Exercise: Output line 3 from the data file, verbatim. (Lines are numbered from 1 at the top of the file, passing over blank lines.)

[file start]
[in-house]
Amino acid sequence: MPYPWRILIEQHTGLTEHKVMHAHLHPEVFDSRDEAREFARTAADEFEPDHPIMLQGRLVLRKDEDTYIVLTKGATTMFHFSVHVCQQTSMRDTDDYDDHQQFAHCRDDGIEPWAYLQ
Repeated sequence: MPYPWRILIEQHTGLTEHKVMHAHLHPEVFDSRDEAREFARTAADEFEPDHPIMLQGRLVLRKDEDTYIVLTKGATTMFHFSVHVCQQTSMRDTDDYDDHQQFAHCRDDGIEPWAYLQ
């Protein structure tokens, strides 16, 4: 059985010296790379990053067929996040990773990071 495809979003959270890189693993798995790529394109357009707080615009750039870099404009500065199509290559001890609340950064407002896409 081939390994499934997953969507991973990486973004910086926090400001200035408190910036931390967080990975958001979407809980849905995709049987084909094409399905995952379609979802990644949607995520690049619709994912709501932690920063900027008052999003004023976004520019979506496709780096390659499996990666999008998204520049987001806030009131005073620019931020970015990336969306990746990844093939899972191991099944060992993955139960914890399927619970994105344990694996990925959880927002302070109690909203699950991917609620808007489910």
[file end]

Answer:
Repeated sequence: MPYPWRILIEQHTGLTEHKVMHAHLHPEVFDSRDEAREFARTAADEFEPDHPIMLQGRLVLRKDEDTYIVLTKGATTMFHFSVHVCQQTSMRDTDDYDDHQQFAHCRDDGIEPWAYLQ